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Kunio M. Sayanagi, Raúl Morales-Juberías, and Andrew P. Ingersoll

rest of the report is organized as follows: section 2 presents the setup of our numerical experiments, section 3 discusses our numerical experiments and their results, and section 4 reviews the relevant physical oceanography literature on the meandering ocean currents on Earth and compares them to the observed state of the Ribbon and our modeling results. We present conclusions in section 5 . 2. Model setup a. Numerical model We use the Explicit Planetary Isentropic Coordinate (EPIC) model

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Vincent Hohreiter

the lower boundary on the head of a gravity current. J. Fluid Mech. , 53 , 759 – 768 . Simpson , J. E. , 1997 : Gravity Currents in the Environment and the Laboratory . 2nd ed. Cambridge University Press, 244 pp . Simpson , J. E. , and R. E. Britter , 1980 : A laboratory model of an atmospheric mesofront. Quart. J. Roy. Meteor. Soc. , 106 , 485 – 500 . Sun , J. , and Coauthors , 2001 : Intermittent turbulence associated with a density current passage in the stable boundary

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Ruping Mo

so that the potential temperature and the ambient buoyancy frequency N can be written as Here z is the vertical coordinate, represents an idealized ambient potential temperature profile with a constant value at and a constant vertical gradient , and is the potential temperature perturbation induced by radiative cooling in the boundary layer. The coordinates s and n are parallel and normal to the slope, respectively. The along-slope wind speed is positive for downslope flow

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Eric D. Skyllingstad and James B. Edson

adjacent to western boundary currents in the subtropical gyres (e.g., Dewar et al. 2005 ). One such mode water is present in the Atlantic basin south of the Gulf Stream at depths of 500 to 1500 m. Atlantic mode water is often named “eighteen-degree water” (EDW) because it has a temperature range of 17°–19°C. Mode water acts like a long-term memory for the climate system, storing information about the strength of air–sea fluxes from previous winter seasons. Because of the importance of EDW mode water

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Thomas Kilpatrick, Niklas Schneider, and Bo Qiu

, 2010 : Western boundary currents and frontal air–sea interaction: Gulf Stream and Kuroshio Extension . J. Climate , 23 , 5644 – 5667 , doi: 10.1175/2010JCLI3346.1 . Kilpatrick , T. , N. Schneider , and B. Qiu , 2014 : Boundary layer convergence induced by strong winds across a midlatitude SST front . J. Climate , 27 , 1698 – 1718 , doi: 10.1175/JCLI-D-13-00101.1 . Kuwano-Yoshida , A. , S. Minobe , and S.-P. Xie , 2010 : Precipitation response to the Gulf Stream in an

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Kirk Bryan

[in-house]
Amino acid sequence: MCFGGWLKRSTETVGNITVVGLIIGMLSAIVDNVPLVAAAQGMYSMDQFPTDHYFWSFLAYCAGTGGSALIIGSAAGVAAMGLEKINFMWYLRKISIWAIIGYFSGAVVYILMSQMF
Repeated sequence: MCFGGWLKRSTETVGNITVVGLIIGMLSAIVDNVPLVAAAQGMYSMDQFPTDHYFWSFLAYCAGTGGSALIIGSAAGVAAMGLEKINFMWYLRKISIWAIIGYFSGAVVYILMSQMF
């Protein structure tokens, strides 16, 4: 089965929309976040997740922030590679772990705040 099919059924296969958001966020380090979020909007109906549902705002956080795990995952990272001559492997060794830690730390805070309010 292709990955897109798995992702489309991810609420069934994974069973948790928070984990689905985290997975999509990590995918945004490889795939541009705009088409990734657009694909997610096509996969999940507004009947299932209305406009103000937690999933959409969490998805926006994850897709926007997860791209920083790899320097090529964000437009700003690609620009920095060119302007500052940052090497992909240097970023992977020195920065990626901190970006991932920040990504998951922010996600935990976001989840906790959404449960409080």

-state solution is approached asymptotically.Above this transition a train of moving disturbances forms in the boundary current due to shear flow instability. There is no tendency for the boundary current to break away from the wall in the region of maximumwind curl for the range of Reynolds numbers (0 through 100) investigated. In examining other mechanisms which might give rise to separation, it is found that recirculationsdevelop behind barriers pl~ced along the western wall. Recirculation in one case

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Kirk Bryan and Michael D. Cox

which form along the side walls of the basin. A detailed description is made of the three-dimensional velocity and temperature patterns obtained fromthe final stage of the run. Since inertial effects play an important role in the western boundary current, itis possible to verify with a baroclinic model two results obtained previously with barotropic ocean models:1) a concentrated outflow from the western boundary takes place along the upper boundary of the subtropicwind gyre; and 2) inertial

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Robert W. Jones

substantially agree with the theory of vortex motion with friction (Kuo, 1969). Thevortex path is trochoidal and the mean vortex motion (exclusive of the trochoidal oscillation) is about 5-to the right of the steering current (mid-troposphere current in this case). The deflection of the patlx is aconsequence of boundary layer frictional drag forces on the vortex. The period of the trochoidal oscillationis about 15 h and the amplitude about 15 km. The motion of a mature, tropical cyclone model vortex with

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G. J. Steeneveld, B. J. H. van de Wiel, and A. A. M. Holtslag

satisfactorily modeled over a broad range of atmospheric stability with the current understanding of the stable boundary layer physics. Therefore, we have studied the development of the atmospheric boundary layer over land for a three-day period including three different archetypes for stable conditions. These archetypes are (i) a fully turbulent night, (ii) an intermittently turbulent night, and (iii) a radiation-driven night. To ensure vertical resolution was not a limiting issue, we use very high

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Everett C. Nickerson

developed herein should be of value in modeling nonuniform boundary layer flows that arebeyond the scope of current similarity solutions.Introduction The adjustment of the ocean or atmosphere tochanges in either the frictional force or the pressuregradient force is very important to the person whowishes to measure current or wind velocities. If theadjustment were sufficiently rapid, one would feelconfident that his measurements were representativeof the conditions at that time or location. If, on

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